Last summer saw the demise of major travel brand Low Cost Holidays. This year Monarch Airlines has been hit by low yield performance, resulting in the announcement today (2 October 2017) that the company has been forced into administration.
Low Cost Holidays blamed the short term impact of Brexit. In his public apology today Monarch chief executive Andrew Swaffield put the company's own failure down to the effect of terrorism on some of its key destinations - Sharm El-Sheikh, Tunisia and Turkey.
Whether there is anything that could have been done to prevent the company's collapse will undoubtedly be a key question going forward. However, knowing that this is not the first time Monarch faced issues in the past few years, what else could the airline have done to protects its customers, and should travellers be more careful in their own due diligence before making a booking?
Tricky when so much in the travel industry hinges on outside factors. One could argue that it is time to open the routes into Sharm from the UK once again - something which may have boosted Monarch's sales this year. Reports indicate that there is increasing pressure on the UK government to lift its travel ban following the "considerable lengths" that the Egyptian authorities have gone to in securing its airport and alleviating security concerns.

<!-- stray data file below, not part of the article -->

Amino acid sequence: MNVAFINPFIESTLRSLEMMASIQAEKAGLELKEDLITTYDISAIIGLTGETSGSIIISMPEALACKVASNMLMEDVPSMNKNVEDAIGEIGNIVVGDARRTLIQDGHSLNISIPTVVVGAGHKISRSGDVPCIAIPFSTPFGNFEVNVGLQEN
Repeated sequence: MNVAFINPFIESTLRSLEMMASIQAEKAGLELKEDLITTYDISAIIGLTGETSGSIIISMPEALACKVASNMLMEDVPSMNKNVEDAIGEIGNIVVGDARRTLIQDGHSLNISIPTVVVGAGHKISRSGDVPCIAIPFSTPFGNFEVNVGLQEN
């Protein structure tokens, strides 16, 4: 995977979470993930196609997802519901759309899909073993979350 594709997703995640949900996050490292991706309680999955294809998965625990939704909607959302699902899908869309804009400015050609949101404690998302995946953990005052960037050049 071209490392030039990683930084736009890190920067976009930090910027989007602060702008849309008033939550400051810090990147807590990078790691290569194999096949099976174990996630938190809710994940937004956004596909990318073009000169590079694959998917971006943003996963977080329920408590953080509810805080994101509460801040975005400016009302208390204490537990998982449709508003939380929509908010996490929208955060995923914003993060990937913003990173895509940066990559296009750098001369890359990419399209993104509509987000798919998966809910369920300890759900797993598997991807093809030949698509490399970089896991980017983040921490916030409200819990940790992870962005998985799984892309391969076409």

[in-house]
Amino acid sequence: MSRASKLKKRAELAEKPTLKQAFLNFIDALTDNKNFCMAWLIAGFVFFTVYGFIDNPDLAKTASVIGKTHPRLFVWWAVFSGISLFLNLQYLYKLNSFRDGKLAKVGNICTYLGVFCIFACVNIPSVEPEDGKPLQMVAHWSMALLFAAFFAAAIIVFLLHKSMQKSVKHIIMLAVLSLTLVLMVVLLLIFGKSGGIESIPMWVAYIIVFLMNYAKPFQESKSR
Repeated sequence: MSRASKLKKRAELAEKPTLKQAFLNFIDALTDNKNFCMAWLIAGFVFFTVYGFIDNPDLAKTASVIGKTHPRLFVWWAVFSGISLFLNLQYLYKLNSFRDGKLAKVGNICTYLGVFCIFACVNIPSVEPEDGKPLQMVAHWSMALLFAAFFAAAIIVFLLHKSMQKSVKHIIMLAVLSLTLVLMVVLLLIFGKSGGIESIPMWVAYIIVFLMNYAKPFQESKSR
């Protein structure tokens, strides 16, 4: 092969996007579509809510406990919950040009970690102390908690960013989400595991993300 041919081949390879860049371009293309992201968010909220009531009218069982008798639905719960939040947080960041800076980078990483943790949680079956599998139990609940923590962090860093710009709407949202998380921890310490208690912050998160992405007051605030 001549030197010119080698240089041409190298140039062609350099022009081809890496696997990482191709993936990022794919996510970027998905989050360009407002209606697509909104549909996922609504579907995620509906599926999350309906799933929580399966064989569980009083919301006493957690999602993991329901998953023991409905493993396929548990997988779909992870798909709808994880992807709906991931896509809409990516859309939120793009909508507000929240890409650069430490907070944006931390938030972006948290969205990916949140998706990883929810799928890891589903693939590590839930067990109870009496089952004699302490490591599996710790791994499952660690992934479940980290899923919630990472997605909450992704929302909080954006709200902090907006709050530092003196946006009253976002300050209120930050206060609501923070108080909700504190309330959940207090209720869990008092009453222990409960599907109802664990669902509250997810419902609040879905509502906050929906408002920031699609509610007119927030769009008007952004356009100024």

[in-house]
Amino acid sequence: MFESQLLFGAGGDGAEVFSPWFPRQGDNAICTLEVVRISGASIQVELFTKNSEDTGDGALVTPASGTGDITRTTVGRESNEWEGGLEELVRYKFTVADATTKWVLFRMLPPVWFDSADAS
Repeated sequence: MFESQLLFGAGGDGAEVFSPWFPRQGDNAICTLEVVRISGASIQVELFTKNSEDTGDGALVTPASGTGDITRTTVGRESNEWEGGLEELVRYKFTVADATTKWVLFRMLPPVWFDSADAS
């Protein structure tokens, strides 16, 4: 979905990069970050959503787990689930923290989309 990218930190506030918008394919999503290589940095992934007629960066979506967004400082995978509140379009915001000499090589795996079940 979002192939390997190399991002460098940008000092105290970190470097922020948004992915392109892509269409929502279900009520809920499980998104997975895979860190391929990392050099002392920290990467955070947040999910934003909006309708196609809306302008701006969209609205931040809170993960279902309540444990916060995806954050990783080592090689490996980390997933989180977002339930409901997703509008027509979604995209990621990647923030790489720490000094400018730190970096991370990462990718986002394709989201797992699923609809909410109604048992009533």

But whatever the outcome of the analysis which will be debated over the coming days and weeks, one thing is sure - today marks another blow for the travel industry. A blow in which we see another major travel brand cease to operate due to external influences out of its control.
Today's news serves a stark warning for the travel industry. Risk assessment, management and planning has to become a central strategy. Travel companies must prepare their businesses accordingly. It is a turbulent time and only those who plan for, and mitigate, potential threats will come out unscathed.
The statement also said that the “root cause” for its financial failure was “the closure, due to terrorism, of Sharm El-Sheikh and Tunisia and the decimation of Turkey”. “Since 2015 we’ve seen yields collapse by a quarter, resulting in £160 million less revenue,” added Swaffield. “This has especially affected Spain and Portugal which is 80% of our business. This year the airline is carrying 14% more passengers than last year for £100 million less revenue.”